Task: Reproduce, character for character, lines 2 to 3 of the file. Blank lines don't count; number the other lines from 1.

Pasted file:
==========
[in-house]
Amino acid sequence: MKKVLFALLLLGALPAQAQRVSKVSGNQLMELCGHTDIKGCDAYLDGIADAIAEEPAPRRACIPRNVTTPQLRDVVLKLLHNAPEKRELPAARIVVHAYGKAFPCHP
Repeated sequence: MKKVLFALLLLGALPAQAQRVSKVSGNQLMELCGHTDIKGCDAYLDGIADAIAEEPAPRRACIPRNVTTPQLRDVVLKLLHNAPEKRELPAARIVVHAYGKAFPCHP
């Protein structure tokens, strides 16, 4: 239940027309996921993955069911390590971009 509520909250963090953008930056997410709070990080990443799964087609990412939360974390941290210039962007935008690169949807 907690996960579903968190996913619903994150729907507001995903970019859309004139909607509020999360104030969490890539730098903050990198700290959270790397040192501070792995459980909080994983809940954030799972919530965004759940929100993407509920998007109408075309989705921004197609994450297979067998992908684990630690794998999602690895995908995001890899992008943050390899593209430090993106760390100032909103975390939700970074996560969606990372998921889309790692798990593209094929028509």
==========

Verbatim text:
Amino acid sequence: MKKVLFALLLLGALPAQAQRVSKVSGNQLMELCGHTDIKGCDAYLDGIADAIAEEPAPRRACIPRNVTTPQLRDVVLKLLHNAPEKRELPAARIVVHAYGKAFPCHP
Repeated sequence: MKKVLFALLLLGALPAQAQRVSKVSGNQLMELCGHTDIKGCDAYLDGIADAIAEEPAPRRACIPRNVTTPQLRDVVLKLLHNAPEKRELPAARIVVHAYGKAFPCHP